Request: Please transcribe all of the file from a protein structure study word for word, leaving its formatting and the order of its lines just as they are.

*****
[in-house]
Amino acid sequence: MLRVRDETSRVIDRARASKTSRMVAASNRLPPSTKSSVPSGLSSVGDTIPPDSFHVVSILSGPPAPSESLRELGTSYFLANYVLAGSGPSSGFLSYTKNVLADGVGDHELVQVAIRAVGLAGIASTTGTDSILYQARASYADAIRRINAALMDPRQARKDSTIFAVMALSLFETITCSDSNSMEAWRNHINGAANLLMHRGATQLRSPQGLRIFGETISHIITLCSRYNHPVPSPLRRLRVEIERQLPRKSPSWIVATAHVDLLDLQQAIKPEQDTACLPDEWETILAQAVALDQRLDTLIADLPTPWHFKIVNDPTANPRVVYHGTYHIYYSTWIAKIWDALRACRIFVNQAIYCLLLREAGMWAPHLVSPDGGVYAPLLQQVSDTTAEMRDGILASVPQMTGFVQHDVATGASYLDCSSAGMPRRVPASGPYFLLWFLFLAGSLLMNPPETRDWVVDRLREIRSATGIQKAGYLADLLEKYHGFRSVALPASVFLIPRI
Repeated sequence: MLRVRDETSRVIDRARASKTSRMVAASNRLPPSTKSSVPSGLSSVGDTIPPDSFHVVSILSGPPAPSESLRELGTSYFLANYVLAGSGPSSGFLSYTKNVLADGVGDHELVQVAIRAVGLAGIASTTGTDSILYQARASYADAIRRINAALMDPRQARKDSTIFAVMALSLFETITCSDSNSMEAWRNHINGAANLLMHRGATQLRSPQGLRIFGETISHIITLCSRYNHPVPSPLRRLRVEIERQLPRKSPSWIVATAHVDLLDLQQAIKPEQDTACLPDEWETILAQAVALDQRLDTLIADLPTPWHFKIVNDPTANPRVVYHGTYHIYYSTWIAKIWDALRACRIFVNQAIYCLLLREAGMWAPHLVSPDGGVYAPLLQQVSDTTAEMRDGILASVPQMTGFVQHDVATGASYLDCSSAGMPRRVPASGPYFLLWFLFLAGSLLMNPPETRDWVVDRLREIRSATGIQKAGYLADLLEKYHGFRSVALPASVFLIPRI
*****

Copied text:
[in-house]
Amino acid sequence: MLRVRDETSRVIDRARASKTSRMVAASNRLPPSTKSSVPSGLSSVGDTIPPDSFHVVSILSGPPAPSESLRELGTSYFLANYVLAGSGPSSGFLSYTKNVLADGVGDHELVQVAIRAVGLAGIASTTGTDSILYQARASYADAIRRINAALMDPRQARKDSTIFAVMALSLFETITCSDSNSMEAWRNHINGAANLLMHRGATQLRSPQGLRIFGETISHIITLCSRYNHPVPSPLRRLRVEIERQLPRKSPSWIVATAHVDLLDLQQAIKPEQDTACLPDEWETILAQAVALDQRLDTLIADLPTPWHFKIVNDPTANPRVVYHGTYHIYYSTWIAKIWDALRACRIFVNQAIYCLLLREAGMWAPHLVSPDGGVYAPLLQQVSDTTAEMRDGILASVPQMTGFVQHDVATGASYLDCSSAGMPRRVPASGPYFLLWFLFLAGSLLMNPPETRDWVVDRLREIRSATGIQKAGYLADLLEKYHGFRSVALPASVFLIPRI
Repeated sequence: MLRVRDETSRVIDRARASKTSRMVAASNRLPPSTKSSVPSGLSSVGDTIPPDSFHVVSILSGPPAPSESLRELGTSYFLANYVLAGSGPSSGFLSYTKNVLADGVGDHELVQVAIRAVGLAGIASTTGTDSILYQARASYADAIRRINAALMDPRQARKDSTIFAVMALSLFETITCSDSNSMEAWRNHINGAANLLMHRGATQLRSPQGLRIFGETISHIITLCSRYNHPVPSPLRRLRVEIERQLPRKSPSWIVATAHVDLLDLQQAIKPEQDTACLPDEWETILAQAVALDQRLDTLIADLPTPWHFKIVNDPTANPRVVYHGTYHIYYSTWIAKIWDALRACRIFVNQAIYCLLLREAGMWAPHLVSPDGGVYAPLLQQVSDTTAEMRDGILASVPQMTGFVQHDVATGASYLDCSSAGMPRRVPASGPYFLLWFLFLAGSLLMNPPETRDWVVDRLREIRSATGIQKAGYLADLLEKYHGFRSVALPASVFLIPRI